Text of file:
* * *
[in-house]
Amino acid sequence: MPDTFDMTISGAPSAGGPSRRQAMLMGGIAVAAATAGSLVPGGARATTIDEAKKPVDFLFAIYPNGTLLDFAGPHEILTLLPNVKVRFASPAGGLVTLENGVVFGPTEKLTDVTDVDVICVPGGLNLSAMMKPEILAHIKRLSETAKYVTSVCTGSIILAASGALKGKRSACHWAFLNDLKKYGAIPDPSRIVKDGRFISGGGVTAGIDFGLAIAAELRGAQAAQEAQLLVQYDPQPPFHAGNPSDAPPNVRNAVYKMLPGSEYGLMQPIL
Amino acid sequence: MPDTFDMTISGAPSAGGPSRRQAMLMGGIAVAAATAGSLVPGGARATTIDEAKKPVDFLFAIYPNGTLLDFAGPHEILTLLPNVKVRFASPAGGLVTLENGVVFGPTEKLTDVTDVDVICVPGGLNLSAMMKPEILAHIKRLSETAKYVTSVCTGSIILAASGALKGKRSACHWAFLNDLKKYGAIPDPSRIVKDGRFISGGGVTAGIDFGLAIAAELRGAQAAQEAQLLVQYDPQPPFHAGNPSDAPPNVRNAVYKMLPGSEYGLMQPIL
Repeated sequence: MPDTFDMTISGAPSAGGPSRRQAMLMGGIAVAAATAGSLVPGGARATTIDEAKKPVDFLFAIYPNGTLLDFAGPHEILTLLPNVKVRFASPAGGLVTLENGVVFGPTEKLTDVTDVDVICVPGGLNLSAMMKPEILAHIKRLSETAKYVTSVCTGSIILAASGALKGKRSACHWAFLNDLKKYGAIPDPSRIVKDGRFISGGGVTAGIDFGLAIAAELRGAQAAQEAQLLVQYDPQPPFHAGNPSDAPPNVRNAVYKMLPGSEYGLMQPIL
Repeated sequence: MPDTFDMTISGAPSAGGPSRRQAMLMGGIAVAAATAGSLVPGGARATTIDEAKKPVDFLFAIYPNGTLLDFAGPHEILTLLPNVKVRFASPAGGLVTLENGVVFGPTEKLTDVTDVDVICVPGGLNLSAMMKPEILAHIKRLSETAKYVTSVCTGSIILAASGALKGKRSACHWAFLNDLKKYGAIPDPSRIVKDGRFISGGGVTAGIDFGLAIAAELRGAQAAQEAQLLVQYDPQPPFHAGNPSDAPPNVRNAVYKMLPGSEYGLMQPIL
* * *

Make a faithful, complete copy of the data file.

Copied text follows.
[in-house]
Amino acid sequence: MPDTFDMTISGAPSAGGPSRRQAMLMGGIAVAAATAGSLVPGGARATTIDEAKKPVDFLFAIYPNGTLLDFAGPHEILTLLPNVKVRFASPAGGLVTLENGVVFGPTEKLTDVTDVDVICVPGGLNLSAMMKPEILAHIKRLSETAKYVTSVCTGSIILAASGALKGKRSACHWAFLNDLKKYGAIPDPSRIVKDGRFISGGGVTAGIDFGLAIAAELRGAQAAQEAQLLVQYDPQPPFHAGNPSDAPPNVRNAVYKMLPGSEYGLMQPIL
Amino acid sequence: MPDTFDMTISGAPSAGGPSRRQAMLMGGIAVAAATAGSLVPGGARATTIDEAKKPVDFLFAIYPNGTLLDFAGPHEILTLLPNVKVRFASPAGGLVTLENGVVFGPTEKLTDVTDVDVICVPGGLNLSAMMKPEILAHIKRLSETAKYVTSVCTGSIILAASGALKGKRSACHWAFLNDLKKYGAIPDPSRIVKDGRFISGGGVTAGIDFGLAIAAELRGAQAAQEAQLLVQYDPQPPFHAGNPSDAPPNVRNAVYKMLPGSEYGLMQPIL
Repeated sequence: MPDTFDMTISGAPSAGGPSRRQAMLMGGIAVAAATAGSLVPGGARATTIDEAKKPVDFLFAIYPNGTLLDFAGPHEILTLLPNVKVRFASPAGGLVTLENGVVFGPTEKLTDVTDVDVICVPGGLNLSAMMKPEILAHIKRLSETAKYVTSVCTGSIILAASGALKGKRSACHWAFLNDLKKYGAIPDPSRIVKDGRFISGGGVTAGIDFGLAIAAELRGAQAAQEAQLLVQYDPQPPFHAGNPSDAPPNVRNAVYKMLPGSEYGLMQPIL
Repeated sequence: MPDTFDMTISGAPSAGGPSRRQAMLMGGIAVAAATAGSLVPGGARATTIDEAKKPVDFLFAIYPNGTLLDFAGPHEILTLLPNVKVRFASPAGGLVTLENGVVFGPTEKLTDVTDVDVICVPGGLNLSAMMKPEILAHIKRLSETAKYVTSVCTGSIILAASGALKGKRSACHWAFLNDLKKYGAIPDPSRIVKDGRFISGGGVTAGIDFGLAIAAELRGAQAAQEAQLLVQYDPQPPFHAGNPSDAPPNVRNAVYKMLPGSEYGLMQPIL